Using expertise in science of mass violence to help in Maine

November 06, 2023
Flowers and pumpkins rest on the grass in front of signs holding photos of murder victims.
Flowers, pumpkins and photos in Lewiston, Maine, where 18 people were killed on Oct. 25. Photo provided

When the call came from the Department of Justice’s Office for Victims of Crime, Alyssa Rheingold, Ph.D., and Michael de Arellano, Ph.D., were ready to lend their expertise in Lewiston, Maine. 

The National Mass Violence Victimization Resource Center, based at the Medical University of South Carolina under the leadership of Dean Kilpatrick, Ph.D., is part of an OVC-funded team that helps such communities try to move forward. The center has scholars, researchers, clinicians, victim assistance professionals, technical experts and 19 national partner organizations who study the mental and behavioral impacts of mass violence and the best ways to help in the aftermath. 

Rheingold and de Arellano are part of a rotating team of experts highly skilled in helping communities shaken by mass violence. In the case of Lewiston, a city on the banks of the Androscoggin River in central Maine, the violence occurred in a bowling alley, called Just-In-Time-Recreation, and nearby Schemengees Bar and Grille. 

A man shot 18 people in what became the 36th mass killing in the United States this year, according to the Associated Press. The victims in Maine included 15 men, two women and a 14-year-old boy.  

Lewiston would need help recovering from this devastating blow. Survivors are at risk for feeling unsafe, guilty for living when others died, depressed and may suffer from post-traumatic stress disorder. 

White letters spelling Lewiston. There's a heart in the letter O. 
The shootings in Lewiston marked the 36th mass killing in the U.S. of 2023.

Some of the MUSC-based experts go to impacted communities in person at the request of OVC. Many others are hard at work in Charleston, analyzing, advising, strategizing and developing resources to help communities in mass violence preparation, response, recovery and resilience. The center has a website that offers aid to survivors, victim service professionals, first responders, health care providers and community leaders. It also includes content about the science of mass violence, town hall meetings, resiliency centers, resources for journalists and more.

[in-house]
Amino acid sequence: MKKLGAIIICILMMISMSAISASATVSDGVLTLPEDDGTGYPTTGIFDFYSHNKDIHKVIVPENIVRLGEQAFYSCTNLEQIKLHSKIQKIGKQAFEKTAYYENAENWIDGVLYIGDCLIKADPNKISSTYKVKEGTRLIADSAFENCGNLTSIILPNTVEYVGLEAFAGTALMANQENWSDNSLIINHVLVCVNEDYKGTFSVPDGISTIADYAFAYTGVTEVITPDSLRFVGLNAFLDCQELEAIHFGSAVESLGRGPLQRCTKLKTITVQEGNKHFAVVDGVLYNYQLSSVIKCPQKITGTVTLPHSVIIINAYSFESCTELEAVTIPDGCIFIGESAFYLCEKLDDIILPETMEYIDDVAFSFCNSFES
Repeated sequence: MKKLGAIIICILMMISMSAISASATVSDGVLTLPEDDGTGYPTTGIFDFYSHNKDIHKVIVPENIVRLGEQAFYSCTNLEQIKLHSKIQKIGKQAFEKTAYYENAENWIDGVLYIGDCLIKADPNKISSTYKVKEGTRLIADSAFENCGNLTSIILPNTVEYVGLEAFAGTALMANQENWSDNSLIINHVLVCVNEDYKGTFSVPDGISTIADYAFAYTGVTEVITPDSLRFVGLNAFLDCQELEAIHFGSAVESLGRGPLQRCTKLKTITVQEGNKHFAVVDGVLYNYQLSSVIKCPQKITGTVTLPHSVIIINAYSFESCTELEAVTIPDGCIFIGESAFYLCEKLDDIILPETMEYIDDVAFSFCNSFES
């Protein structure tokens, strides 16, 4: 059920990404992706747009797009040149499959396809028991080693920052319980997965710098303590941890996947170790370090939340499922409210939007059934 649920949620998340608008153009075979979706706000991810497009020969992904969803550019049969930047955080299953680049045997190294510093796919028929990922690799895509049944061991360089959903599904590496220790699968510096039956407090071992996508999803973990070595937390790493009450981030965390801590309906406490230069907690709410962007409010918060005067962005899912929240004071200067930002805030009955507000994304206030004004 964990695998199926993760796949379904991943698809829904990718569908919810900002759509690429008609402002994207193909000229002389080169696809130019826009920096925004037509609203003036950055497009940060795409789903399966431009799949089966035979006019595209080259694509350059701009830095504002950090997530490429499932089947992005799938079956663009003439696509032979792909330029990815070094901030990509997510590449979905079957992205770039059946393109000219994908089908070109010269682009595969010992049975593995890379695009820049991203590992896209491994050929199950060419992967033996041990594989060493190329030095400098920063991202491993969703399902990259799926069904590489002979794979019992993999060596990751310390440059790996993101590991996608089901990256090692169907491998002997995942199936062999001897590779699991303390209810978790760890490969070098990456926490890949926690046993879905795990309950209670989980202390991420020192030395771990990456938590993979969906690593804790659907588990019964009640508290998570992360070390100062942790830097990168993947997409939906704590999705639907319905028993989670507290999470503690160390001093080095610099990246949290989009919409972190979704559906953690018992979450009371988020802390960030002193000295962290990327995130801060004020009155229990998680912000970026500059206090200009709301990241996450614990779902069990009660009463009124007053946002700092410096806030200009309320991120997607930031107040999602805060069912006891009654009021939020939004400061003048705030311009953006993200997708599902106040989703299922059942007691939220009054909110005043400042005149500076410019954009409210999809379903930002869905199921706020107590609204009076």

Anne Seymour, associate academic program director with the center, called its work the most important of her 40-year career. “We go at everything with a strong evidence base. We don't do anything unless research proves it's effective. And we’re in it for the long run.”

The long run means years of work with communities recovering from mass violence. Rheingold, a clinical psychologist who specializes in helping people affected by homicide, described the team’s approach. 

“We don't provide direct services to victims and survivors in the immediate aftermath of an incident. Our role is really to support the community providers and organizations and agencies. So, we help them with consultation about what to expect, how to transition from a crisis response to long-term recovery efforts with a mental and behavioral health lens.”

It does that in partnership with OVC, which recently awarded almost $9 million to the center to continue its work. OVC initially funded MUSC to establish the center to improve the nation’s capacity to serve victims recovering from mass violence through research, planning, training, technology and collaboration. 

Kristina Rose, director of OVC, talked about that decision during a recent visit to MUSC. “My office provided funding for the Center in 2017 because it was clear to us that we needed to look at mass violence from a broader perspective, to review these incidents in the context of other incidents, to forge new research and obtain a clearer understanding of how these tragedies happen and how they impact and influence our communities over time.”

Sign saying Schemengees Bar and Grille. Billiards restaurant lounge. 
Schemengees was one of two sites where the gunman opened fire.

Six years later, Rheingold, director of the center’s Response, Recovery and Resilience efforts, is a veteran observer of the havoc mass violence wreaks. Her work is much more than a job to her. 

“It's something that I am passionate about as I find meaning and purpose in helping victims of crime. I’m especially passionate about tending to people in need who may be suffering by sitting alongside those individuals and being a source of support. Unfortunately, the world's full of suffering and I can't get rid of that. But I can do the best I can to help both individuals and communities on their journey toward recovery after large-scale tragedies.”

She and de Arellano have returned to Charleston, where both are professors in the Department of Psychiatry and Behavioral Sciences at MUSC. But their work with Lewiston and other communities impacted by mass violence will continue. 

“I really just feel humbled to be able to serve and offer support,” Rheingold said.


This product was supported by cooperative agreement number 15POVC-23-GK-00555-AERX, awarded by the Office for Victims of Crime, Office of Justice Programs, U.S. Department of Justice. The opinions, findings, and conclusions or recommendations expressed in this product are those of the contributors and do not necessarily represent the official position or policies of the U.S. Department of Justice.

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